Tag Archives: Feature

Ten Must-See Films from This Year’s London Film Festival

Although presenting a smaller programme than found in any recent pre-pandemic instalment, the 65th London Film Festival still offered up hundreds of new features and shorts, panels, restorations of classics, VR works, and big screen previews of prestige TV series (e.g., season 3 of Succession). It was a relative return to normalcy, made most evident by the plentiful red-carpet ceremonies and almost every programmed feature getting screened across the central London venues. That said, the increased accessibility of last year’s smaller, largely digital edition wasn’t completely abandoned: a decent amount of the features could be rented digitally from anywhere in the UK. And select cinemas in other British cities had their own screenings of some of the higher-profile titles.

In alphabetical order, here are ten of the best titles from LFF 2021 worth looking out for; some on their way to screens big and small soon…

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Five of the best films from the 74th Locarno Film Festival

Under the lead of new festival director Giona A Nazzaro, this year’s Locarno Film Festival seems to have had a generally mixed reception from those on the ground in Switzerland. Some long-time attendees have been particularly critical of the 74th edition’s heavier incorporation of genre filmmaking in the programme, in the context of a festival generally lauded for premiering some of the hardest-to-classify films around. That said, Locarno has hardly turned into Fantastic Fest, and many of those genre films were far from formulaic filler. Here are five feature highlights from this year’s edition…

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10 to see at the Edinburgh Film Festival 2021

Moving, for the time being, from June to late August, this year’s Edinburgh International Film Festival is also a shorter edition than in pre-pandemic times – a week-long affair running from 18 to 25 August.

As with last autumn’s BFI London Film Festival, EIFF will also be a locally physical and nationally digital hybrid. Unlike that first coronavirus-era edition of LFF, though, every feature programmed is scheduled for at least one theatrical screening at Edinburgh’s Filmhouse or Festival Theatre, with some getting two to three. For those outside of the Scottish capital, most – though not all – of the line-up will also be available to rent digitally through Filmhouse at Home…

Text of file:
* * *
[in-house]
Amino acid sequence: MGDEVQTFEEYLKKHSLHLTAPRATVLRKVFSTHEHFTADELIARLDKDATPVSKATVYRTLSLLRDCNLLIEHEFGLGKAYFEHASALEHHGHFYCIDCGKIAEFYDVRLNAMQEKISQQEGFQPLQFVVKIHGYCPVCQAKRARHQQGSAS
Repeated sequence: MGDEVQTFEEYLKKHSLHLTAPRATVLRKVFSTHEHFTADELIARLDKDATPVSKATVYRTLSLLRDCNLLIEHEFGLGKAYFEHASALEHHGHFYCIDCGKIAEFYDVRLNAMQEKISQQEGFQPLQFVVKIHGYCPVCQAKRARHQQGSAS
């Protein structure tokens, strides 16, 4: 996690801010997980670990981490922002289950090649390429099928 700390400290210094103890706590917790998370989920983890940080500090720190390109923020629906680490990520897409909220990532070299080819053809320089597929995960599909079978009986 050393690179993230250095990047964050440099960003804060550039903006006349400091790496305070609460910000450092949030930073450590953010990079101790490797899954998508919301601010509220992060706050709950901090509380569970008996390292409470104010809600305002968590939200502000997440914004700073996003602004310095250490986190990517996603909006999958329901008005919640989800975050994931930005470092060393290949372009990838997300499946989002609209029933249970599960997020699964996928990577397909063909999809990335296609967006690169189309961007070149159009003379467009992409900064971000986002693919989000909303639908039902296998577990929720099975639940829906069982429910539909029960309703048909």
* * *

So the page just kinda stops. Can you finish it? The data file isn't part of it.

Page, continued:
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10 great horror sequels

One is the loneliest number in the world of horror movies. As cinemas welcome A Quiet Place Part II, we celebrate some of the best first sequels…

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20 years on, Josie and the Pussycats is a meta, zany pop time capsule

Time has been kind to Josie and the Pussycats. Long before the fictional rock band featured in TV’s Riverdale, their Archie Comics source material was brought to the big screen in 2001. Writer-director duo Harry Elfont and Deborah Kaplan (Can’t Hardly Wait) were at the helm, with Rachael Leigh Cook, Rosario Dawson and Tara Reid cast as band members Josie, Valerie and Melody, respectively, and the glorious scenery-chewing pair of Parker Posey and Alan Cumming as antagonists. But there was a twist.

While operating perfectly well as a sincerely heartfelt tale of friendship in the face of growing fame, the film is also a feature-length jab at the industries behind its existence, skewering consumerism, subliminal advertising, and the very notion of adapting a comic into a movie. Josie is an indelible early 2001 time capsule, but it also feels of a piece with the later meta stylings of Phil Lord and Chris Miller, whose 21 Jump Street and The LEGO Movie also walk a fine line between enthusiastic adaptation of an intellectual property and more cynically questioning their very existence. Comparing it to closer contemporaries, it’s something like Spice World meets Zoolander